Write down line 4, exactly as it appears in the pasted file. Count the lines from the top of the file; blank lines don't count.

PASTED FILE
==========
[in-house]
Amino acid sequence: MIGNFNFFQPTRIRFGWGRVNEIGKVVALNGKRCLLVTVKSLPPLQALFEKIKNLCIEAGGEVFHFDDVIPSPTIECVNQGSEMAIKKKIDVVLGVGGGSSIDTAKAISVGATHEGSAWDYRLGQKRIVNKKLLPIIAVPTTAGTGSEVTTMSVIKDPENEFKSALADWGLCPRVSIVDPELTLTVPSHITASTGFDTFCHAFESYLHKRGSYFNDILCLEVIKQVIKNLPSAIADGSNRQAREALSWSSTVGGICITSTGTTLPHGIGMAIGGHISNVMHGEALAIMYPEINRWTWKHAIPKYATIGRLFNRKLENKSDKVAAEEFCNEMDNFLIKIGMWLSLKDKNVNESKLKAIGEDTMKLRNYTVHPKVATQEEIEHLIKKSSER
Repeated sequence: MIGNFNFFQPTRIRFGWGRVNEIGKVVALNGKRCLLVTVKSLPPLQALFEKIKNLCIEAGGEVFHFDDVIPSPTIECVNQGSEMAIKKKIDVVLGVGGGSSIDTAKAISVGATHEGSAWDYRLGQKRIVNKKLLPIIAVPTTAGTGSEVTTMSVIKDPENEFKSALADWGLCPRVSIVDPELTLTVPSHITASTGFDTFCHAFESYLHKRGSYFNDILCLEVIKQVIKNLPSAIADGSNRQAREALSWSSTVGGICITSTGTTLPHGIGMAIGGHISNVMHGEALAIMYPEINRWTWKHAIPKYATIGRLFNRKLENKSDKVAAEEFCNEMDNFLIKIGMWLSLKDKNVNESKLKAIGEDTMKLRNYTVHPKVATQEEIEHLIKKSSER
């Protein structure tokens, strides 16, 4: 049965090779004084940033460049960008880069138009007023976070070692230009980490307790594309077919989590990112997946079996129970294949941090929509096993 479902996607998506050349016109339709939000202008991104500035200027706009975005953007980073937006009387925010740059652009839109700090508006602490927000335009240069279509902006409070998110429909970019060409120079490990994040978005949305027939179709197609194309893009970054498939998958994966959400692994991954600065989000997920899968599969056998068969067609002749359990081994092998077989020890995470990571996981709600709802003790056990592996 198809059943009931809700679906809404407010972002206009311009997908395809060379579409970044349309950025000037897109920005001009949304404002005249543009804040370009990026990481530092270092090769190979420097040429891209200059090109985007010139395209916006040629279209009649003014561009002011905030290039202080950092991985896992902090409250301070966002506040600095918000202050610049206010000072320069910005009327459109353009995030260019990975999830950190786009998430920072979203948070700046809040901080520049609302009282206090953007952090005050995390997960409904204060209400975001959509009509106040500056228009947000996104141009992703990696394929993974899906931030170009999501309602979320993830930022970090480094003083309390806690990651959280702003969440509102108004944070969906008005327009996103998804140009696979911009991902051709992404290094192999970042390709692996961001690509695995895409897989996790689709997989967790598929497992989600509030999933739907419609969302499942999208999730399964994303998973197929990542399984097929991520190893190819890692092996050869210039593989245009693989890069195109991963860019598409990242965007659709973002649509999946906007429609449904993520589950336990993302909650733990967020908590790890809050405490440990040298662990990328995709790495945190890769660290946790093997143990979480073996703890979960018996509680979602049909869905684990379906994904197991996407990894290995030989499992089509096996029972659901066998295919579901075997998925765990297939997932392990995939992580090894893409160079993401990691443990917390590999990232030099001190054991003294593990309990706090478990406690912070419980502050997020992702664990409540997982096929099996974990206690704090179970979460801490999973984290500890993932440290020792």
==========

């Protein structure tokens, strides 16, 4: 049965090779004084940033460049960008880069138009007023976070070692230009980490307790594309077919989590990112997946079996129970294949941090929509096993 479902996607998506050349016109339709939000202008991104500035200027706009975005953007980073937006009387925010740059652009839109700090508006602490927000335009240069279509902006409070998110429909970019060409120079490990994040978005949305027939179709197609194309893009970054498939998958994966959400692994991954600065989000997920899968599969056998068969067609002749359990081994092998077989020890995470990571996981709600709802003790056990592996 198809059943009931809700679906809404407010972002206009311009997908395809060379579409970044349309950025000037897109920005001009949304404002005249543009804040370009990026990481530092270092090769190979420097040429891209200059090109985007010139395209916006040629279209009649003014561009002011905030290039202080950092991985896992902090409250301070966002506040600095918000202050610049206010000072320069910005009327459109353009995030260019990975999830950190786009998430920072979203948070700046809040901080520049609302009282206090953007952090005050995390997960409904204060209400975001959509009509106040500056228009947000996104141009992703990696394929993974899906931030170009999501309602979320993830930022970090480094003083309390806690990651959280702003969440509102108004944070969906008005327009996103998804140009696979911009991902051709992404290094192999970042390709692996961001690509695995895409897989996790689709997989967790598929497992989600509030999933739907419609969302499942999208999730399964994303998973197929990542399984097929991520190893190819890692092996050869210039593989245009693989890069195109991963860019598409990242965007659709973002649509999946906007429609449904993520589950336990993302909650733990967020908590790890809050405490440990040298662990990328995709790495945190890769660290946790093997143990979480073996703890979960018996509680979602049909869905684990379906994904197991996407990894290995030989499992089509096996029972659901066998295919579901075997998925765990297939997932392990995939992580090894893409160079993401990691443990917390590999990232030099001190054991003294593990309990706090478990406690912070419980502050997020992702664990409540997982096929099996974990206690704090179970979460801490999973984290500890993932440290020792």